SHARE
COPY LINK

MONEY

Spain is sitting on a fortune of discarded pesetas and time is running out to exchange them

They haven’t been legal currency in Spain since 2002 but there is still time to change any pesetas you might have hidden away.

Spain is sitting on a fortune of discarded pesetas and time is running out to exchange them
Old peseta notes and coins can be exchanged until the end of 2020. Photo: AFP

Spaniards have been told that they have until December 31st 2020  to exchange their pesetas for euros and that applies for both bank notes and coins.

Any notes produced during the Franco era, which ran from the end of the Civil War in 1939 until the dictator’s death in 1975 can be automatically changed by the Bank of Spain.

Those issued during the conflict can also be exchanged but the process will involve them being analysed by experts to confirm their authenticity.

And any coins still in circulation at the time that euros were brought in on New Year’s Day in 2002 can also be exchanged at Bank of Spain headquarters in Madrid.

The exchange rate offered  by the Bank of Spain is 1 euro = 166,386 pesetas but the bank advised that commemorative coins and notes may be worth more as collectors’ items than for their face value, which is all that will be offered in the exchange scheme.

The Bank of Spain estimates that pesetas worth some €1.61 billion are squirreled away in Spanish homes, cluttering up the drawers of old desks and trunks in dusty old attics.

Many will never see the light of the day and others have become collectors’ items now worth more than their exchangeable value.

Spain adopted the Euro at the start of 2002 but pesetas were still legal currency during a transition period that lasted the first three months of that year.

Exchanges can be made in person at the Banco España building on Madrid's Calle Alcala or via a postal or online service, even available to those abroad.  For more information check out the official webpage of the Banco España HERE. 

READ MORE:  Why are so many banks and ATMs disappearing in Catalonia?

Member comments

Log in here to leave a comment.
Become a Member to leave a comment.
For members

MONEY

Why banks in Spain are obliged by law to offer a low-cost basic account

Low-cost basic accounts may not be widely advertised in Spain, but they are available and your bank must, by law, offer you one if you want.

Why banks in Spain are obliged by law to offer a low-cost basic account

According to EU law, banks must offer a “basic account” for essential operations such as depositing and withdrawing money, making transfers and receiving salaries.

The EU created this “basic account” with the aim of avoiding financial exclusion and providing everyone residing in the bloc with a current account, even if they hardly earn any money or don’t have a fixed address.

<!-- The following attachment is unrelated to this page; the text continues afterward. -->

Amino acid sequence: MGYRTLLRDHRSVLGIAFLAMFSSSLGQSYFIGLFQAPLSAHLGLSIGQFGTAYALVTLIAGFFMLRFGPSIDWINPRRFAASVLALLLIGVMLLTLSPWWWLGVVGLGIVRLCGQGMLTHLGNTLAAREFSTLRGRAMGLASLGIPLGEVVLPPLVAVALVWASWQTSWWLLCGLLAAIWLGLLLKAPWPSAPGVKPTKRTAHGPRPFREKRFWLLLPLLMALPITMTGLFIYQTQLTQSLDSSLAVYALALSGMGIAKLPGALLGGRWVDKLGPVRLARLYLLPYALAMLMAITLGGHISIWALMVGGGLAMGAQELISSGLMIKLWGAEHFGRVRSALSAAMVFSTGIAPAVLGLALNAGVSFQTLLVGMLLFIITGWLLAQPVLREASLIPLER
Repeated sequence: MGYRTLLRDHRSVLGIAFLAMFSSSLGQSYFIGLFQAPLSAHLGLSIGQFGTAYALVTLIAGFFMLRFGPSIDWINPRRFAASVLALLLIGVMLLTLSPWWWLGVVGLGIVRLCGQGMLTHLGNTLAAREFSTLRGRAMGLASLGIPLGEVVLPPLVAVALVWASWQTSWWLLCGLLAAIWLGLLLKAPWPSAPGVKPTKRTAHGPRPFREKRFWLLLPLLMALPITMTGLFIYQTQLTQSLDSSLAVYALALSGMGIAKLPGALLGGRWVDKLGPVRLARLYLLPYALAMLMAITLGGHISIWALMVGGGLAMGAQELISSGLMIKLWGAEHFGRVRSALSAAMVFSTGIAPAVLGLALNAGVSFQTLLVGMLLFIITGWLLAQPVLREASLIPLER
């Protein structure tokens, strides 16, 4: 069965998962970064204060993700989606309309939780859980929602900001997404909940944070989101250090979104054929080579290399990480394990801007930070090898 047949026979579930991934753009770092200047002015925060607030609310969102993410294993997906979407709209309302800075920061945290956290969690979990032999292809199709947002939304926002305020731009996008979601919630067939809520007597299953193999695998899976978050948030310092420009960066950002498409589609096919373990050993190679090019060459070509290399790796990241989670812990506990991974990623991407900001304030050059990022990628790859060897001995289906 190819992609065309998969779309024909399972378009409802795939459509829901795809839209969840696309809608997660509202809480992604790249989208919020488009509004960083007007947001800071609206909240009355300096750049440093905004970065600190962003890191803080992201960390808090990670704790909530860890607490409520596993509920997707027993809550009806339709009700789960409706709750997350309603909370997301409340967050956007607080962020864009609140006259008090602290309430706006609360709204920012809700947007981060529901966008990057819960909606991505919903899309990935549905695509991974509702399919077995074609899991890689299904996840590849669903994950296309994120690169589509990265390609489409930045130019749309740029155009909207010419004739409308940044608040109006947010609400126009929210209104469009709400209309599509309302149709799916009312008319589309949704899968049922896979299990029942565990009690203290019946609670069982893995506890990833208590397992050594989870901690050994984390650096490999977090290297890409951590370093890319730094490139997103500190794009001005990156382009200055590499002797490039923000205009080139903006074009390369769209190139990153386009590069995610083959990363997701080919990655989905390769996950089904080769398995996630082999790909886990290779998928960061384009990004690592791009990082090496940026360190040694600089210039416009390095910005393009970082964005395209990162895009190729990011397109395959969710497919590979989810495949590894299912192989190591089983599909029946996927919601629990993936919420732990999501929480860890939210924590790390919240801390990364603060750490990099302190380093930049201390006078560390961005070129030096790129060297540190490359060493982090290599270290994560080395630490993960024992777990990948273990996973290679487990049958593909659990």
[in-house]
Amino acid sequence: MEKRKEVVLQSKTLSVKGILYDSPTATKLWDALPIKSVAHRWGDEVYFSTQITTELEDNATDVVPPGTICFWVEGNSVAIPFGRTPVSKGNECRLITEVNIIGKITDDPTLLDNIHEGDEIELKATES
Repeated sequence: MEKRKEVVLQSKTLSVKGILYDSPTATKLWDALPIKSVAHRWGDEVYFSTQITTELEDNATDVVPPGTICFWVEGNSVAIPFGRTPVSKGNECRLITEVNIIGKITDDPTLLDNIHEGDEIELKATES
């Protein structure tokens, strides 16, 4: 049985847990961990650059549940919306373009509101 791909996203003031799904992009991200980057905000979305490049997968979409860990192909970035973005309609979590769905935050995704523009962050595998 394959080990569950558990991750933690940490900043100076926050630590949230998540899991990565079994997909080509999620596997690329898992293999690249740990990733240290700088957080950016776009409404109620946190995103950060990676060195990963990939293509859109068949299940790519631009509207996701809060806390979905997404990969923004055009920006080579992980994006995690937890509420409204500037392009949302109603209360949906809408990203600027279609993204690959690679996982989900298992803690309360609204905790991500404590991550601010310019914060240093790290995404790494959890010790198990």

READ ALSO: What’s the maximum amount you should have in a current bank account in Spain?

What are these basic accounts?

They allow you to carry out up to 120 operations per year and have a debit card, paying only a commission of €3 per month or €36 per year to use it. 

The Bank of Spain along with consumer associations are encouraging banks in Spain to make these types of accounts more well-known to their customers. 

READ ALSO: What to be aware of before opening a shared bank account in Spain

Who are these basic accounts for? 

The accounts are ideal for those who have minimal incomes, as well as those who are not comfortable with technology such as using computers, tablets or smartphones as they don’t require you to use any apps or carry out any extra operations online. 

They are also good for vulnerable consumers, due to the fact that banks must agree to give you the account free of charge for two years, extendable two by two, provided you demonstrate that you continue to be so.

You will be considered vulnerable if: 

  • You are not part of a family unit and you do not earn more than twice the amount of the IPREM. For 2023, this will be €14,400 per year.
  • Or, if you are part of a family unit of fewer than four members and you earn less than 2.5 times the IPREM – no more than €18,000 in 2023.
  • And if none of the members of the family own property, except for the main residence, or own a company. 

Can banks refuse to give me a basic account? 

Not really, no. Banks are obliged by law to be able to provide these low-cost accounts and can’t refuse you unless they find out that you are using it to launder money or threaten national security.

SHOW COMMENTS